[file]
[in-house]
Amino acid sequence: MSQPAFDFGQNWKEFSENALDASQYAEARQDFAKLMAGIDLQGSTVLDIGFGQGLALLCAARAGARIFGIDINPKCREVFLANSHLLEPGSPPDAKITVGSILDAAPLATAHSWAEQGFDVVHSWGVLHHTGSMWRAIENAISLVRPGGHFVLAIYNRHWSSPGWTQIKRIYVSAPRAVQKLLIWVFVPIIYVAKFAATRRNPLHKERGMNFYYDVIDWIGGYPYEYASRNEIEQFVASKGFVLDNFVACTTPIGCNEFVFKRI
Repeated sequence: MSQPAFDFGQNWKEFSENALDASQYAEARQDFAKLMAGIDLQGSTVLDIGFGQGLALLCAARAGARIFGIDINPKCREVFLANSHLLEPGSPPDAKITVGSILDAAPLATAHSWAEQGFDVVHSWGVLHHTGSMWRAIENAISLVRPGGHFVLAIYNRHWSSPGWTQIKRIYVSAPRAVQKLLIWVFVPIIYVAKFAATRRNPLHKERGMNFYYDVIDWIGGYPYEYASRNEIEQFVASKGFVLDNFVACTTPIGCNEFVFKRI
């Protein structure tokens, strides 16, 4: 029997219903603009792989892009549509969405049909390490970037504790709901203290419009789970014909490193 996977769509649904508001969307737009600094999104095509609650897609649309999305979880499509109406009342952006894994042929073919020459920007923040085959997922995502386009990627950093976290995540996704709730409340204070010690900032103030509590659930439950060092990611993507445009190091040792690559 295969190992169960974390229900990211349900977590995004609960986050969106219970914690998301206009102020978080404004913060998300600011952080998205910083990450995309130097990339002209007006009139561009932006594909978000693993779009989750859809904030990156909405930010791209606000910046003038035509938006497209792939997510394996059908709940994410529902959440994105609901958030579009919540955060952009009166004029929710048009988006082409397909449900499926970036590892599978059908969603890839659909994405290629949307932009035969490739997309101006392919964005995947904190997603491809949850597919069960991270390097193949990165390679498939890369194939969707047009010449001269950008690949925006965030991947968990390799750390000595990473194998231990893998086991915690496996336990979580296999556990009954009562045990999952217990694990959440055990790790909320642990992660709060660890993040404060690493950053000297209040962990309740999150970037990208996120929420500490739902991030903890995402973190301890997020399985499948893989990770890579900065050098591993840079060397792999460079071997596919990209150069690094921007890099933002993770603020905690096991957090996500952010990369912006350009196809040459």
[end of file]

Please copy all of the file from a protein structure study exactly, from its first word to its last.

[in-house]
Amino acid sequence: MSQPAFDFGQNWKEFSENALDASQYAEARQDFAKLMAGIDLQGSTVLDIGFGQGLALLCAARAGARIFGIDINPKCREVFLANSHLLEPGSPPDAKITVGSILDAAPLATAHSWAEQGFDVVHSWGVLHHTGSMWRAIENAISLVRPGGHFVLAIYNRHWSSPGWTQIKRIYVSAPRAVQKLLIWVFVPIIYVAKFAATRRNPLHKERGMNFYYDVIDWIGGYPYEYASRNEIEQFVASKGFVLDNFVACTTPIGCNEFVFKRI
Repeated sequence: MSQPAFDFGQNWKEFSENALDASQYAEARQDFAKLMAGIDLQGSTVLDIGFGQGLALLCAARAGARIFGIDINPKCREVFLANSHLLEPGSPPDAKITVGSILDAAPLATAHSWAEQGFDVVHSWGVLHHTGSMWRAIENAISLVRPGGHFVLAIYNRHWSSPGWTQIKRIYVSAPRAVQKLLIWVFVPIIYVAKFAATRRNPLHKERGMNFYYDVIDWIGGYPYEYASRNEIEQFVASKGFVLDNFVACTTPIGCNEFVFKRI
């Protein structure tokens, strides 16, 4: 029997219903603009792989892009549509969405049909390490970037504790709901203290419009789970014909490193 996977769509649904508001969307737009600094999104095509609650897609649309999305979880499509109406009342952006894994042929073919020459920007923040085959997922995502386009990627950093976290995540996704709730409340204070010690900032103030509590659930439950060092990611993507445009190091040792690559 295969190992169960974390229900990211349900977590995004609960986050969106219970914690998301206009102020978080404004913060998300600011952080998205910083990450995309130097990339002209007006009139561009932006594909978000693993779009989750859809904030990156909405930010791209606000910046003038035509938006497209792939997510394996059908709940994410529902959440994105609901958030579009919540955060952009009166004029929710048009988006082409397909449900499926970036590892599978059908969603890839659909994405290629949307932009035969490739997309101006392919964005995947904190997603491809949850597919069960991270390097193949990165390679498939890369194939969707047009010449001269950008690949925006965030991947968990390799750390000595990473194998231990893998086991915690496996336990979580296999556990009954009562045990999952217990694990959440055990790790909320642990992660709060660890993040404060690493950053000297209040962990309740999150970037990208996120929420500490739902991030903890995402973190301890997020399985499948893989990770890579900065050098591993840079060397792999460079071997596919990209150069690094921007890099933002993770603020905690096991957090996500952010990369912006350009196809040459």